Emperor Henry, of Germany, had been excommunicated at Rheims, and so held a grudge against Louis. He gathered an army, had some council and help from Henry of England and planned a coup against Rheims, with the thought to destroy it. Louis heard about it, informed his nobles, called a levy for men, said some prayers, and at the head of a handful of men left for battle. As he progressed, armies joined him: men of Rheims and Chalons, comprisied more than sixty thousand knights and foot-soldiers; men of Laon and Soisson were equally numerous. There were men from Orleans, Étampes and Paris, and of course St. Denis; the duke of Burgundy, the count of Nevers, Raoul count of Vermandois joined; a large force from St. Quentin; men of Ponthieu, Amiens and Beauvais; The Count of Flanders came “with ten thousand men eager for battle.” Even Count Thibaud, who was working with the English Henry, came to the defense of France.
This was a huge army, drawn from a vast territory, ready to defend France against the Emperor Henry. Poor Henry, outnumbered, left. He was totally demoralized and died within the year. The clergy was able to convince the French Army not to overun Germany itself. The French without shedding a drop of blood had obtained a great victory. “The king in person carried on his own shoulders his lords and patrons, and in tears like a dutiful son he put them back in their usual place; then he rewarded them for the benefits he had received on this and other occasions, with gifts of land and other comforts.”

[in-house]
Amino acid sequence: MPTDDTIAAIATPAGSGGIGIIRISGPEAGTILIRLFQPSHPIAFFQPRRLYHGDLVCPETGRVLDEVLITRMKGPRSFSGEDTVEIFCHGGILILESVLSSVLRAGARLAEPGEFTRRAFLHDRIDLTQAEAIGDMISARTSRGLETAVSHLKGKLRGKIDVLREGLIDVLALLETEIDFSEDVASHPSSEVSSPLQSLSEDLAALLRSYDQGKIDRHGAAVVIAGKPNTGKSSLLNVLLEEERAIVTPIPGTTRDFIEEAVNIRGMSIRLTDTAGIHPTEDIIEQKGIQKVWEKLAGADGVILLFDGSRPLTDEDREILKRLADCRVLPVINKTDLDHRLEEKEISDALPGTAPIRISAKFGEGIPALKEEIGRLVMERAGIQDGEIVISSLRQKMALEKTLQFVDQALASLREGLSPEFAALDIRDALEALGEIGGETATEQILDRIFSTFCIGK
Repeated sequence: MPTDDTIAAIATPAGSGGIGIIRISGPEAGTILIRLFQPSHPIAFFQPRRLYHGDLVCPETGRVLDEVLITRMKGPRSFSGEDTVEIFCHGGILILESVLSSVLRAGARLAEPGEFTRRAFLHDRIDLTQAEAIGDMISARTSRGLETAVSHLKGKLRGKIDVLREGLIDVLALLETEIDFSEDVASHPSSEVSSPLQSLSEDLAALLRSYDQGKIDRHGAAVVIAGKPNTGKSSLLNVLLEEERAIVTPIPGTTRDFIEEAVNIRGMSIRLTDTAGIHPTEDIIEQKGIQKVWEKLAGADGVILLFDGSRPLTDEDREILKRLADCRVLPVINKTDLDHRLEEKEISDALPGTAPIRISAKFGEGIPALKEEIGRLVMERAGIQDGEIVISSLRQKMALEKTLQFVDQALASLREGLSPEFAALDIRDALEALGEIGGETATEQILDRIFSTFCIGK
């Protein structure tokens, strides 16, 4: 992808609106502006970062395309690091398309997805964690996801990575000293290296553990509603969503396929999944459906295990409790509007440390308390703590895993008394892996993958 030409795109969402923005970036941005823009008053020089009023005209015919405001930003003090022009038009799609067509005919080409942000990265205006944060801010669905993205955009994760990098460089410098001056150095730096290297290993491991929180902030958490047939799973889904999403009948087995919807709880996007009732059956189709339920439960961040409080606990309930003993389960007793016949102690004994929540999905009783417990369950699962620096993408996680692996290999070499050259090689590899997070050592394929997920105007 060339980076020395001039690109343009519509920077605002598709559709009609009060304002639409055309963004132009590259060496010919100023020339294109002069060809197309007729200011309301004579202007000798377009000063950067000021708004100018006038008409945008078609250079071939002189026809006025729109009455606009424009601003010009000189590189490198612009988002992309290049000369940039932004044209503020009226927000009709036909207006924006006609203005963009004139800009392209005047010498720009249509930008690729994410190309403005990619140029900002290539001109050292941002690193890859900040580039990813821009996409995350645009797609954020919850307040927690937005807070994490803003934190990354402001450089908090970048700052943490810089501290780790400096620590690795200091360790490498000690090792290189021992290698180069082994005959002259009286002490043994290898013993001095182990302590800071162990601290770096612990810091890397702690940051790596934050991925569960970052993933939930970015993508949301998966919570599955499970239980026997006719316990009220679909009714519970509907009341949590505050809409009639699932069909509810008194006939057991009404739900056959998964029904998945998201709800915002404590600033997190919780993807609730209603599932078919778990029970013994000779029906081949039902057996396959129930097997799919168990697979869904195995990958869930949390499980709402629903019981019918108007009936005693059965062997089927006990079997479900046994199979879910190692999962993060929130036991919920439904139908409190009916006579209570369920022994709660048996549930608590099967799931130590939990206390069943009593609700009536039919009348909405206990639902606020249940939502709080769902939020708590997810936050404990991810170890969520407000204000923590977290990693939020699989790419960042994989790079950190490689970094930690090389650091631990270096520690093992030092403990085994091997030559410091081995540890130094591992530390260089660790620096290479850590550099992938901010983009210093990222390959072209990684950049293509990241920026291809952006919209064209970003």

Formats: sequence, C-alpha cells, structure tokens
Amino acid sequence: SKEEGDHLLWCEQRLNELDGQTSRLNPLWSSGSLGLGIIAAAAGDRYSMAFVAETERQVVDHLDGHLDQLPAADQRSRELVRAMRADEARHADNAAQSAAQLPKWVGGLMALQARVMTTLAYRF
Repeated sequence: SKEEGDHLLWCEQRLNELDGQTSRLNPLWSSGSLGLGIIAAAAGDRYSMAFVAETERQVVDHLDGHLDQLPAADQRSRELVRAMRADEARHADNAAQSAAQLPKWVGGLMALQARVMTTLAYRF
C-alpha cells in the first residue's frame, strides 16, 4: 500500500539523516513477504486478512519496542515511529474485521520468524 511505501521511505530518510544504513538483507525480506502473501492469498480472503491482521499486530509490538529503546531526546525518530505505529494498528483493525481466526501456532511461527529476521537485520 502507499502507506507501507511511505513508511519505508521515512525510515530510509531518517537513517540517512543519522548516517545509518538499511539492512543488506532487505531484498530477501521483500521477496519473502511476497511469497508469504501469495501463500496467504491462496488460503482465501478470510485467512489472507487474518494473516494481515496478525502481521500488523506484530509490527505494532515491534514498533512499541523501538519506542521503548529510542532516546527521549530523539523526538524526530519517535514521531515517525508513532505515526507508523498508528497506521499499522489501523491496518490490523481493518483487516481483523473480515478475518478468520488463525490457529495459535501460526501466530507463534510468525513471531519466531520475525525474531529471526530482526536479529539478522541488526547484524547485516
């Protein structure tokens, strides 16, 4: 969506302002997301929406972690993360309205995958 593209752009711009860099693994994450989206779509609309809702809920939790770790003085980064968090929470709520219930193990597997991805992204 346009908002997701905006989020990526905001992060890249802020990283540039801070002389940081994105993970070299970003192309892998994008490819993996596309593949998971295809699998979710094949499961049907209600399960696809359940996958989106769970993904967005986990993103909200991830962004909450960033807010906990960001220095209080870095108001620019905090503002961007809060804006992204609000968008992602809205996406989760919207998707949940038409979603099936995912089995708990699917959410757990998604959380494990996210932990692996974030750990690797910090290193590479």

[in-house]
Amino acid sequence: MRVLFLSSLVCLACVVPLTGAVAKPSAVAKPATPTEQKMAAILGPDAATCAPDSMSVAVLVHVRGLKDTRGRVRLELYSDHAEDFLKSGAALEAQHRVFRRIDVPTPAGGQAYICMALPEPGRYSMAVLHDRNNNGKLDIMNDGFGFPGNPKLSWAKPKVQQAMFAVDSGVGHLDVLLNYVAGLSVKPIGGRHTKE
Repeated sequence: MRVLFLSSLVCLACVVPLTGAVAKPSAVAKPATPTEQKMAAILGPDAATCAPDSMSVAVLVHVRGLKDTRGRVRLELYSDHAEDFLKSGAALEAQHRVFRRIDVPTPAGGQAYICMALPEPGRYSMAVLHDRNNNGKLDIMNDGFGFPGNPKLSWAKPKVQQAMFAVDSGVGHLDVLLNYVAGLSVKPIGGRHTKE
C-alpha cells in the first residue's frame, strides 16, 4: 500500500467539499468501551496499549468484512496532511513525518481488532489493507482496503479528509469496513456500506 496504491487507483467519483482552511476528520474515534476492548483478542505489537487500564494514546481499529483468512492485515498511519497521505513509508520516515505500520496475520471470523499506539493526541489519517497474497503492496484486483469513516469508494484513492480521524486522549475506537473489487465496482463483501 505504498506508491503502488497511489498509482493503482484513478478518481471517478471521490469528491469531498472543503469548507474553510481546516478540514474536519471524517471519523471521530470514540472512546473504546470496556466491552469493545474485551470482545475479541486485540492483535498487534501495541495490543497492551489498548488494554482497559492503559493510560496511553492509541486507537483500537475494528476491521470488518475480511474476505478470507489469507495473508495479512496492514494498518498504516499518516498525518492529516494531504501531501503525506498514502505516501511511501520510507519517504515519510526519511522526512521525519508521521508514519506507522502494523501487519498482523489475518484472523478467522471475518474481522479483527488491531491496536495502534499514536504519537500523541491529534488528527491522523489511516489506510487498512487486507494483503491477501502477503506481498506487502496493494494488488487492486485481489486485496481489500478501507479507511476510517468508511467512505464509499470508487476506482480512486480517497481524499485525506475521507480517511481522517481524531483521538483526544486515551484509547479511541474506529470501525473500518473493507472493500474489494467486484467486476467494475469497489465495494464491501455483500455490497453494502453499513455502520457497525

In 1131, Philip, son and heir to the throne of France, was out riding. His horse “collided with a devil of a pig in the road, and fell down very heavily, throwing the noble boy his rider against a stone, which crushed him to pieces under its weight.” Suger, saw the grief of Louis, and worried that it might cause his sudden death. He counseled the King to immediately name the young Louis to be co-ruler of the kingdom. And so the young Louis was raised to royalty and crowned.
Towards the end of his life, Louis turned his throne and his earthly kingdom over to his son and heir Louis VII. “For the love of God,” he gave his riches and wealth to the poor and the churches of France, saving a special portion for his friend and advisor the abbot Suger to be used at St. Denis. When the Duke of Aquitaine, at his death gave the care of his kingdom and the care of his daughter Elenor into the hands of Louis. Louis married Elenor to his son Louis, who had her crowned Queen of France and married her.
And so Louis, weak from frequent bouts of diarrhea, and the cares of his kingdom, at the end, lay down on a cross of ashes placed on a sheet on the floor, and there died.
Louis VI married Lucienne de Rochefort in 1104. This marriage was annulled on causes of consanguinity (close blood relationships).
Louis VI married second, in Paris, in April 1115, Adélaide de Maurienne (1092–1154), alternately called Adelaide de Savoy. She was the daughter of Count Humbert II of Savoy and Gisela of Burgundy.
First Child Isabelle by Lucienne de Rochefort. Other children by Adelaide de Savoy.